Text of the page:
The perfect plant or floral arrangement to take your fall decor to the next level might not be made by Mother Nature.
High-end retailers, craft and specialty shops as well as florists offer an array of fake plants and faux flowers, also called permanent botanicals.
What was considered something best avoided by those trying to add an element of class to their decor is often seen as a go-to design solution today, experts say.
“They are especially good in fall and winter,” when fresh cuts from the garden are extremely limited, says Jane Jillich, a local American Society of Interior Designers professional. But choosing high-quality reproductions is key, say Jillich, Raleigh Beasley of Creech’s Florist and Susan Epstein of the Charleston Horticultural Society.
“You want to make sure they are individually wired and don’t have plastic but wrapped stems,” Jillich says.
She also recommends against those with features that don’t occur in nature.
“You don’t find many magenta flowers out there,” she says.
A variety of faux options are available through businesses known more for their real plants and flowers, such as FTD, which has the Jayne Seymour Botanicals Collection.
In addition, they are available from high-end retailers such as Pottery Barn, which offers a big selection on its website. Current offerings from craft stores such as Michaels are more realistic as well.
“The great thing is that artificial flowers and plants offer the flexibility to choose what you want, when you want, regardless of the season or your region,” says Jo Pearson, a creative expert with Michaels.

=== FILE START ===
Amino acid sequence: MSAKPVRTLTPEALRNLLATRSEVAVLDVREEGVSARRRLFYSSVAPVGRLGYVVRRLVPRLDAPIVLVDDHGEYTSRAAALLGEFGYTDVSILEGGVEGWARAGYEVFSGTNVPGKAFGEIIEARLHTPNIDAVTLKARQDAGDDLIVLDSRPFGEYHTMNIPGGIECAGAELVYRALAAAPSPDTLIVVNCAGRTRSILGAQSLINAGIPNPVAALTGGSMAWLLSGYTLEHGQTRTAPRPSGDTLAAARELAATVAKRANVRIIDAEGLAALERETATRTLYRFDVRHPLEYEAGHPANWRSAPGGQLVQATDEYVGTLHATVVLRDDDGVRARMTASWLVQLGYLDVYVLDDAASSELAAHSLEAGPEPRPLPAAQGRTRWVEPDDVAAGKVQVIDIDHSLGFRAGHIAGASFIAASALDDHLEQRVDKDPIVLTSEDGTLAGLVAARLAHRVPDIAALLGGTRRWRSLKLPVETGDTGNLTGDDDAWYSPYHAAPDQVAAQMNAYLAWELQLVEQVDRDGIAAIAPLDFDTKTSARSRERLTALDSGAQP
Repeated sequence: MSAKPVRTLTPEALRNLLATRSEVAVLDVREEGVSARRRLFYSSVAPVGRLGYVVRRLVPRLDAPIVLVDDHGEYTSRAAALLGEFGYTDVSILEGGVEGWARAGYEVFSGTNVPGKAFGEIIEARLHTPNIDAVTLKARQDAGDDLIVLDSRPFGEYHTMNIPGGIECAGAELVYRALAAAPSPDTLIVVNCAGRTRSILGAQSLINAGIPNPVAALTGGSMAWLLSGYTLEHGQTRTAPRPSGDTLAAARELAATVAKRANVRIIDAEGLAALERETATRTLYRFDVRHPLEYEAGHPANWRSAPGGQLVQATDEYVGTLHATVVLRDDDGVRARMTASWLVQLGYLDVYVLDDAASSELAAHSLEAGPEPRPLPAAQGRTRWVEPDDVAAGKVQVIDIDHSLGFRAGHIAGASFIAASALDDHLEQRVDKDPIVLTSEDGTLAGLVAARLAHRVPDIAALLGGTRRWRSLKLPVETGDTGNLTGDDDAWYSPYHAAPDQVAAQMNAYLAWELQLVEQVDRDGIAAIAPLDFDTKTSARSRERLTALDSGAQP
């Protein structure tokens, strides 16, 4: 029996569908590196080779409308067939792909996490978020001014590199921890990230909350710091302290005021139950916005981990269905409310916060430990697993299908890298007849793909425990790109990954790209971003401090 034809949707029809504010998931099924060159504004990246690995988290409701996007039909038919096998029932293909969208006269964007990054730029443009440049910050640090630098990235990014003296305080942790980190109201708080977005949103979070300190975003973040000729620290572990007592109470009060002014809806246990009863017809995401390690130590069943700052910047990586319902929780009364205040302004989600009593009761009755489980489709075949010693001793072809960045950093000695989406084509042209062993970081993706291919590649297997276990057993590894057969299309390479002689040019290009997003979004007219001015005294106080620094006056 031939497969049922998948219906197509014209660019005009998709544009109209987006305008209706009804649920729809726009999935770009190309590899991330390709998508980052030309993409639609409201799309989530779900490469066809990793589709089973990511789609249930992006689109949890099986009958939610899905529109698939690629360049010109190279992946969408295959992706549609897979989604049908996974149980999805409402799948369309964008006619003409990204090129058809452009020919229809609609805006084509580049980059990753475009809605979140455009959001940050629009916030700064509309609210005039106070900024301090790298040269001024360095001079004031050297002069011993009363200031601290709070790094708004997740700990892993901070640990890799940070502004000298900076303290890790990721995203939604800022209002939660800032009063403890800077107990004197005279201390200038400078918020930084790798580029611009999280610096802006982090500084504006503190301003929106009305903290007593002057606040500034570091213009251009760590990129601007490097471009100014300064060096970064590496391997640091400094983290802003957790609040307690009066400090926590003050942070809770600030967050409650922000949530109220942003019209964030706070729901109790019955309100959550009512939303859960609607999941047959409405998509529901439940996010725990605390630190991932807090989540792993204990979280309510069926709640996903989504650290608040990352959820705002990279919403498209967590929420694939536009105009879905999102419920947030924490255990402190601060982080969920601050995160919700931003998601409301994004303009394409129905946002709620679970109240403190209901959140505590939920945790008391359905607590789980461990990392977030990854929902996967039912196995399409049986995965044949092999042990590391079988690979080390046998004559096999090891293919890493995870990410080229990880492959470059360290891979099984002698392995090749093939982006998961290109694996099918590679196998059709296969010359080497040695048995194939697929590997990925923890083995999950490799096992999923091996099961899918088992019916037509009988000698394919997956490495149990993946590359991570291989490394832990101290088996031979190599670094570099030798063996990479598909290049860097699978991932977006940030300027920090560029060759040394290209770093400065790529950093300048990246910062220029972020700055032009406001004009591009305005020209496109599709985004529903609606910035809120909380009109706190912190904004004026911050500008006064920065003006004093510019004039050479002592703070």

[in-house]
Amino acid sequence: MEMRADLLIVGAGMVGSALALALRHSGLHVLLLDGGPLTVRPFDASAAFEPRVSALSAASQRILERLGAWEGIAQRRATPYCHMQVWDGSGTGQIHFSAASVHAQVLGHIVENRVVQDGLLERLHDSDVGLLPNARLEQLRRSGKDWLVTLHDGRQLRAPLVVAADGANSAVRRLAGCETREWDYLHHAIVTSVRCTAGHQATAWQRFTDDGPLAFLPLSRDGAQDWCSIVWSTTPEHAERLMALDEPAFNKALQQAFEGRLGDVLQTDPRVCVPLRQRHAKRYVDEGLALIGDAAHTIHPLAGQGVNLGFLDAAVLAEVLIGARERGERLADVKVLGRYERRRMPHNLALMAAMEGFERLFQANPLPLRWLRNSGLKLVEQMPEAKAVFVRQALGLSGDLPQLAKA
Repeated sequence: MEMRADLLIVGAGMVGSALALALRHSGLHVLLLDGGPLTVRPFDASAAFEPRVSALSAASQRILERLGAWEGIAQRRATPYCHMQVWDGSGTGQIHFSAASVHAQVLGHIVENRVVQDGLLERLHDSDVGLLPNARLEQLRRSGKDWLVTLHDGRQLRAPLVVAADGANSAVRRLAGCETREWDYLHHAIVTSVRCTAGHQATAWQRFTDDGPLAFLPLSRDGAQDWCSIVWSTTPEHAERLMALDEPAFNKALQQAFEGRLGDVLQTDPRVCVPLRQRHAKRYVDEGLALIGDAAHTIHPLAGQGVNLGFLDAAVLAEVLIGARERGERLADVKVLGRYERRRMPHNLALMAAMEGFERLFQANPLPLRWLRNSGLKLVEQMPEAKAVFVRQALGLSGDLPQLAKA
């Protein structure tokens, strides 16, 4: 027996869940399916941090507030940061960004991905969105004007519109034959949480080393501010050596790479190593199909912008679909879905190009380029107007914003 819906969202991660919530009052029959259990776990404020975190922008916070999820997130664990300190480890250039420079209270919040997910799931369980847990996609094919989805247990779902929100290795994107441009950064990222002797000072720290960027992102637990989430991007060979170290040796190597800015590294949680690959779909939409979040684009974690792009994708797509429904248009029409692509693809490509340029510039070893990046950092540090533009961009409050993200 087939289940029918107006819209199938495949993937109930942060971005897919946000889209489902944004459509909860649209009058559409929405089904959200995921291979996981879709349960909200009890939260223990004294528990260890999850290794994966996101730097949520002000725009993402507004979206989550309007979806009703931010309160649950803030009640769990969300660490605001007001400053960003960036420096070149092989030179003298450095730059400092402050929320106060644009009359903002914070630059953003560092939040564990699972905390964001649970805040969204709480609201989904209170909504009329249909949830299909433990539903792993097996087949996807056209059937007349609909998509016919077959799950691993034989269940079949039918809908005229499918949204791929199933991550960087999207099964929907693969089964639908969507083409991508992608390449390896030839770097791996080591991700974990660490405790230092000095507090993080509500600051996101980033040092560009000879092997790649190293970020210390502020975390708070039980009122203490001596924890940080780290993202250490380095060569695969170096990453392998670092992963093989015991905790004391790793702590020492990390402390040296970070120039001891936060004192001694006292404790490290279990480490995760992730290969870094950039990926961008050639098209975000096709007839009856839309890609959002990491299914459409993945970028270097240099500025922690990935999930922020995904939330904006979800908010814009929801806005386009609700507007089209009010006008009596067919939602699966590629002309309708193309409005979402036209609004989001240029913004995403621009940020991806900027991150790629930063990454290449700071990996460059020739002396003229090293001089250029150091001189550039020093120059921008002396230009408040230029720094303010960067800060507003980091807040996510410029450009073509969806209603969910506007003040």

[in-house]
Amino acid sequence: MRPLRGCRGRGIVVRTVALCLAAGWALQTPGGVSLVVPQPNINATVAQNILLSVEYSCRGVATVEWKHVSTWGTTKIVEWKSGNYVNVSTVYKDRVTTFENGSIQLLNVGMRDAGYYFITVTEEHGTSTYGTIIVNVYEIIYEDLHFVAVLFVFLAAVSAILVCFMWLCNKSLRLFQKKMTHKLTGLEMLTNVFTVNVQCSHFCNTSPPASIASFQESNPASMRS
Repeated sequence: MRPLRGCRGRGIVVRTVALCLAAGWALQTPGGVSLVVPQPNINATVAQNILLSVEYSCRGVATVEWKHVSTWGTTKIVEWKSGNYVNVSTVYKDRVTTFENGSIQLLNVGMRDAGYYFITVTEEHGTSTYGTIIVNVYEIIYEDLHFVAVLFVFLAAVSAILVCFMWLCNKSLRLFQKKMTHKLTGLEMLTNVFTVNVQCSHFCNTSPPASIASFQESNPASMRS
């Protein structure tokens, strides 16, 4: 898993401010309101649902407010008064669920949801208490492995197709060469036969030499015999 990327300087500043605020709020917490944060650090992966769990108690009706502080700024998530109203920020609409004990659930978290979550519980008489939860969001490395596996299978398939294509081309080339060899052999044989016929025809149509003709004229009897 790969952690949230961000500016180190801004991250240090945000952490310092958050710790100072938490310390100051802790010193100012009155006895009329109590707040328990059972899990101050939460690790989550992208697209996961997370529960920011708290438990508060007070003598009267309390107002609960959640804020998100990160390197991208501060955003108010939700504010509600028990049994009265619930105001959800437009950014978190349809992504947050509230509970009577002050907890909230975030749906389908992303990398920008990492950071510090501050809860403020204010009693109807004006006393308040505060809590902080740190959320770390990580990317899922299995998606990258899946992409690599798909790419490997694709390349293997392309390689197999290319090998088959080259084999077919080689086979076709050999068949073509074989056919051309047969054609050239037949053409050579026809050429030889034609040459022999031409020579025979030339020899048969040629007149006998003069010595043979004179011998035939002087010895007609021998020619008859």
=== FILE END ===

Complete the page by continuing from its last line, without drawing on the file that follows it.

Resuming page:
“When it comes to creativity, there is no right or wrong way to choose.”
Jillich says those inexperienced at arranging may want to choose something already made up. They also may choose to mix a few individual flowers, because less can be better.
“There has been a change in people’s views about fakes,” Raleigh Beasley of Creech’s Florist says. “At the higher end, we sell more than we used to. People use them for table or foyer arrangements.
“There are some you can’t tell are fake until you touch them,” Beasley says. On a scale of one to 10, they are an eight or nine, she says.
Most people purchasing faux florals for their homes will choose an arrangement with a high- and mid-quality mix. Their choices are based on a personal preference, not what is native in their region.
Artificial orchids are a popular choice, because there is the perception that real ones are hard to care for, Beasley says. Roses, calla lilies and hydrangeas are big in this area as well.
Fakes have their places, says Epstein.
“If they are done well and made of high-quality material, there is a place for them,” says Epstein, tours manager for the Charleston Horticultural Society. “If you are a gardener, they probably don’t have a place in your house.”
The fakes are an option for people who don’t have a green thumb, want greenery in a place where watering will be a challenge or travel a lot and don’t have a housekeeper to water them, Epstein says. When choosing faux flowers and plants, she suggests going for the subtle ones.
“Some of them are in clear glass vases and look like they have water in them,” she says. “Sometimes, I will go up to them and (discover) they are real. A friend gave me a calla lily that appeared to be in water.”
No matter how attractive they are when you purchase them, once they are tired or faded, it’s best to get rid of them, Epstein says.
Reach Wevonneda Minis at 937-5705.
Floral designer Helen Brailsford of Creech’s Florist puts the finishing touches on a faux flower arrangement recently.×
Creech’s floral designer Dale Faison created this faux flower piece.×
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